I don’t need to see two seniors walking down the hallway with Starbucks cups in their hands to know that I’m living in a grossly commercial part of the world. I’ve got a Target that was just built by my house, my earnings are practically made out in Chipotle gift cards, and my Chemistry class from two years ago insisted that someone bring in a bottomless cardboard pit of Einstein bagels for “breakfast” every Thursday morning (we could’ve made a lunch and dinner out of it, too).
So, in case you haven’t noticed, it’s clear that small town Lake Bluff is getting the corporate bug. I’m told all of this makes me better off. Capitalism will work its invisible hand, and Mr. Clegg will still have something to teach my Economics class. I’m good with that (as artisan as I try to seem, I like having an iPhone).
I should actually say that I accept that fact most of the time. Regardless of quantity or efficiency, there’s just something my nostalgic side (or what will be my nostalgic side) doesn’t want to let go: movies. You can still find good ones (and stupid ones), but seeing the track we’re on, my question doesn’t revolve around how we’ll produce them, but rather around how we’ll be experiencing them.
In Chicago, we’re lucky to have some plainly cool theaters: the Music Box downtown, the Tivoli in Downers Grove, even the cozy Libertyville theater. One or two projectors, one modest lobby, and those block letters on the program board above the doors outside that just radiate entertainment. One thing separates them, however, from their corporate bug counterparts: they’re small. Intimacy doesn’t mix well with profit. When your night calls for theater first out of convenience and movie later, you’re bound to go bigger. The Marcus Cinema in Vernon Hills or the Century 12 in Evanston are both options, but in my eye, no three letters keep popping up more than AMC.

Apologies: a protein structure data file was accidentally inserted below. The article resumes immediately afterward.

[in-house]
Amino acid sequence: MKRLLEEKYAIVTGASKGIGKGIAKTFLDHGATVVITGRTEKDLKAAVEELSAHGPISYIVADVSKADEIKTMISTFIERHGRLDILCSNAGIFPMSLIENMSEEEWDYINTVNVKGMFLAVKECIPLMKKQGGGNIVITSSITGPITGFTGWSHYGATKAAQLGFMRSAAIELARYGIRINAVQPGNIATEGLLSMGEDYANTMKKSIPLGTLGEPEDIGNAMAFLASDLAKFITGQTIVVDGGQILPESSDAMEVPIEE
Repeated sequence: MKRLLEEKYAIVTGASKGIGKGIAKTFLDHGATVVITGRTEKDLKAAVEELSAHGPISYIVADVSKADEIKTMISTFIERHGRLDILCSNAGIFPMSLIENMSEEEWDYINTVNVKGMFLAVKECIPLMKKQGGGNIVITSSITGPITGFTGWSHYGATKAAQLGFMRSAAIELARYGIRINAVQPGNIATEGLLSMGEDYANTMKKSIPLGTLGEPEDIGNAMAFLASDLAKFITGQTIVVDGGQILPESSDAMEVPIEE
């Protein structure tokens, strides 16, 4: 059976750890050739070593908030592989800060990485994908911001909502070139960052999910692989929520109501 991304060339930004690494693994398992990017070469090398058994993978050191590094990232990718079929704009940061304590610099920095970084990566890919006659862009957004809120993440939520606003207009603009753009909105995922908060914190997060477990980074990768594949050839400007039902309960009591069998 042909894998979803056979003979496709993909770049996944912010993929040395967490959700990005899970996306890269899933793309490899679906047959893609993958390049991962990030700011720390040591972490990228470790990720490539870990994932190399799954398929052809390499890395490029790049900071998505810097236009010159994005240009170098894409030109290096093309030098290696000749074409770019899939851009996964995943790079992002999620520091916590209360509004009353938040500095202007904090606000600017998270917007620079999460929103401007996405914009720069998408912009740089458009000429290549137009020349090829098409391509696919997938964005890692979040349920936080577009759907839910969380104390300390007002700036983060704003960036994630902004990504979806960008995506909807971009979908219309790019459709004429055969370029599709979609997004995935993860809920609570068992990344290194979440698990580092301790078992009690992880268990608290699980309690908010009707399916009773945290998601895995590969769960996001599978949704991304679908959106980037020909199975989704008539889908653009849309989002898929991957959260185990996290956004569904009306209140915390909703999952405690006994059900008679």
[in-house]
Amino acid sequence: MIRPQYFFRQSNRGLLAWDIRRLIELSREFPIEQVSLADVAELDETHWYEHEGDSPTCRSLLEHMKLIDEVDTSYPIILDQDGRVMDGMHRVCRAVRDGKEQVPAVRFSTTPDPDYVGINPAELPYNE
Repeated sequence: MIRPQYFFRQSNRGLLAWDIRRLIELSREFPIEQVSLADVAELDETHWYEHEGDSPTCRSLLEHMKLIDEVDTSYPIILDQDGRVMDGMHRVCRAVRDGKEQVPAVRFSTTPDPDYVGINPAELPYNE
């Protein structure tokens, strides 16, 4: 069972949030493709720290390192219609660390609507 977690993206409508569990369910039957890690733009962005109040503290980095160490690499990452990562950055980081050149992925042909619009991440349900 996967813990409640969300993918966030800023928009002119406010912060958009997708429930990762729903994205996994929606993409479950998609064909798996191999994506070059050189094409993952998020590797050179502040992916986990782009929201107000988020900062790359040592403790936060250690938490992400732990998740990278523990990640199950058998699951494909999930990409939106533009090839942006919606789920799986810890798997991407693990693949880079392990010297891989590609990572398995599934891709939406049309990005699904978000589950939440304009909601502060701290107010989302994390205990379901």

Well, if it wasn’t already the biggest theater name in the Lake Forest high schooler’s mind, now it is. The Vernon Hills Showplace 8 was a common epicenter for film through middle school and, admittedly, still is for me. As far as chains go, it’s simple. You enter through the front with the concession stand ahead of you and two hallways going a simple left and right to bring you to the building’s ten or so theaters. It has the big movie names; it probably won’t choose to show Hell or High Water over Pete’s Dragon. Consistency’s the game, and flare isn’t something it goes for. Sometimes that’s a good thing, but it apparently wasn’t enough for… developers, or town commerce boards, or whoever decides to build these things. We, as in Lake Bluff, supposedly needed a movier-movie theater, and in April of last year, Westfield Hawthorn Mall came out with the AMC Hawthorn 12. Less than a minute away from the 8.
In case you’re wondering why on Earth you’d choose the 12 over the 8 when it’s only a half of a mile down Waukegan Road, it would help to understand that the 12 has simply been designed to outmatch its nearly adjacent AMC partner. A list of amenities at the 12 includes a touchpad to reserve seats, an escalator that goes up to a humongous lobby overlooking the parking lot, the fanciest digital vending machine I’ve ever seen, and, the crown jewel, plush reclining seats for each of the theaters. For me, it doesn’t say “the future of movies” as much as it does “come here before we spill soda over everything.”